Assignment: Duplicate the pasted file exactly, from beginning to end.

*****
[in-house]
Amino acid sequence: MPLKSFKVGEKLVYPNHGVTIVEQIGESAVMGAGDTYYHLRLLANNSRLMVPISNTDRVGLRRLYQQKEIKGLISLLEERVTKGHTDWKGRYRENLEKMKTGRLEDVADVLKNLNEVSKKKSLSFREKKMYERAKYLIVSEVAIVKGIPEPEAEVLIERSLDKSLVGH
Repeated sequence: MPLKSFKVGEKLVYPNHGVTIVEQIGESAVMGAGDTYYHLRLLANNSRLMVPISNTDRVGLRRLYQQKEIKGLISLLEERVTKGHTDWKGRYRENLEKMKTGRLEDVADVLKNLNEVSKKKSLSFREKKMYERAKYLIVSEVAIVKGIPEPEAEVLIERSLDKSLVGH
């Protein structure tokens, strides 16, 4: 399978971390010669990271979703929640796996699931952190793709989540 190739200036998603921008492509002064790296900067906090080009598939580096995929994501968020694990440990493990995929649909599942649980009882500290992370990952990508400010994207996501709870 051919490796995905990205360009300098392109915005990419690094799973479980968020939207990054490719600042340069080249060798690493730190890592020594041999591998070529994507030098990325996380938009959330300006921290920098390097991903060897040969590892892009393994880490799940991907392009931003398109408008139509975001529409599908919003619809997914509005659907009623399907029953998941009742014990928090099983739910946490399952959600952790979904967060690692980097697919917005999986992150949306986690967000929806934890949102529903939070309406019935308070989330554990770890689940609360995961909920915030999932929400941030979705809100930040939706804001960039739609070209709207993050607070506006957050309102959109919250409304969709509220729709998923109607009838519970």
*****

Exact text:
[in-house]
Amino acid sequence: MPLKSFKVGEKLVYPNHGVTIVEQIGESAVMGAGDTYYHLRLLANNSRLMVPISNTDRVGLRRLYQQKEIKGLISLLEERVTKGHTDWKGRYRENLEKMKTGRLEDVADVLKNLNEVSKKKSLSFREKKMYERAKYLIVSEVAIVKGIPEPEAEVLIERSLDKSLVGH
Repeated sequence: MPLKSFKVGEKLVYPNHGVTIVEQIGESAVMGAGDTYYHLRLLANNSRLMVPISNTDRVGLRRLYQQKEIKGLISLLEERVTKGHTDWKGRYRENLEKMKTGRLEDVADVLKNLNEVSKKKSLSFREKKMYERAKYLIVSEVAIVKGIPEPEAEVLIERSLDKSLVGH
């Protein structure tokens, strides 16, 4: 399978971390010669990271979703929640796996699931952190793709989540 190739200036998603921008492509002064790296900067906090080009598939580096995929994501968020694990440990493990995929649909599942649980009882500290992370990952990508400010994207996501709870 051919490796995905990205360009300098392109915005990419690094799973479980968020939207990054490719600042340069080249060798690493730190890592020594041999591998070529994507030098990325996380938009959330300006921290920098390097991903060897040969590892892009393994880490799940991907392009931003398109408008139509975001529409599908919003619809997914509005659907009623399907029953998941009742014990928090099983739910946490399952959600952790979904967060690692980097697919917005999986992150949306986690967000929806934890949102529903939070309406019935308070989330554990770890689940609360995961909920915030999932929400941030979705809100930040939706804001960039739609070209709207993050607070506006957050309102959109919250409304969709509220729709998923109607009838519970």